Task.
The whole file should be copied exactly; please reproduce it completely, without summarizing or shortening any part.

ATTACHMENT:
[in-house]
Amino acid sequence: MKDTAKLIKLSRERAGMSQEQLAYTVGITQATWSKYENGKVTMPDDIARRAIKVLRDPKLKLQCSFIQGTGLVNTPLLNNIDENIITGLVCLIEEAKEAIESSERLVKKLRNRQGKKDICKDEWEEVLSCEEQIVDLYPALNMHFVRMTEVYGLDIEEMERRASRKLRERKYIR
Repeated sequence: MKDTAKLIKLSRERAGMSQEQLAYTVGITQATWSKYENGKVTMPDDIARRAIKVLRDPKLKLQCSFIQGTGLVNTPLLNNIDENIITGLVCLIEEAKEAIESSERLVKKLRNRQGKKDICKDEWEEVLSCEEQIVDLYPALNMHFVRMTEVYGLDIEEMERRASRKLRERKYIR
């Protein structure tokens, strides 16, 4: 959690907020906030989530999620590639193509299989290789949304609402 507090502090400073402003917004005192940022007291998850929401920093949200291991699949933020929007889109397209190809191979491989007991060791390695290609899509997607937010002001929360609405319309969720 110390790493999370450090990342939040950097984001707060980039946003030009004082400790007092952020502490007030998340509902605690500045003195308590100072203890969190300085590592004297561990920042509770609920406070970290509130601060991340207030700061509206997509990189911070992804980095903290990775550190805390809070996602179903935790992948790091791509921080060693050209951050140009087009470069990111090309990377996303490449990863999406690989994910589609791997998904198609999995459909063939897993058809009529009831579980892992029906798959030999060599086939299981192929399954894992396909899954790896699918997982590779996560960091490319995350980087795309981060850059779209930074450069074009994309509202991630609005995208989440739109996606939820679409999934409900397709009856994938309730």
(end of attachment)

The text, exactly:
[in-house]
Amino acid sequence: MKDTAKLIKLSRERAGMSQEQLAYTVGITQATWSKYENGKVTMPDDIARRAIKVLRDPKLKLQCSFIQGTGLVNTPLLNNIDENIITGLVCLIEEAKEAIESSERLVKKLRNRQGKKDICKDEWEEVLSCEEQIVDLYPALNMHFVRMTEVYGLDIEEMERRASRKLRERKYIR
Repeated sequence: MKDTAKLIKLSRERAGMSQEQLAYTVGITQATWSKYENGKVTMPDDIARRAIKVLRDPKLKLQCSFIQGTGLVNTPLLNNIDENIITGLVCLIEEAKEAIESSERLVKKLRNRQGKKDICKDEWEEVLSCEEQIVDLYPALNMHFVRMTEVYGLDIEEMERRASRKLRERKYIR
């Protein structure tokens, strides 16, 4: 959690907020906030989530999620590639193509299989290789949304609402 507090502090400073402003917004005192940022007291998850929401920093949200291991699949933020929007889109397209190809191979491989007991060791390695290609899509997607937010002001929360609405319309969720 110390790493999370450090990342939040950097984001707060980039946003030009004082400790007092952020502490007030998340509902605690500045003195308590100072203890969190300085590592004297561990920042509770609920406070970290509130601060991340207030700061509206997509990189911070992804980095903290990775550190805390809070996602179903935790992948790091791509921080060693050209951050140009087009470069990111090309990377996303490449990863999406690989994910589609791997998904198609999995459909063939897993058809009529009831579980892992029906798959030999060599086939299981192929399954894992396909899954790896699918997982590779996560960091490319995350980087795309981060850059779209930074450069074009994309509202991630609005995208989440739109996606939820679409999934409900397709009856994938309730």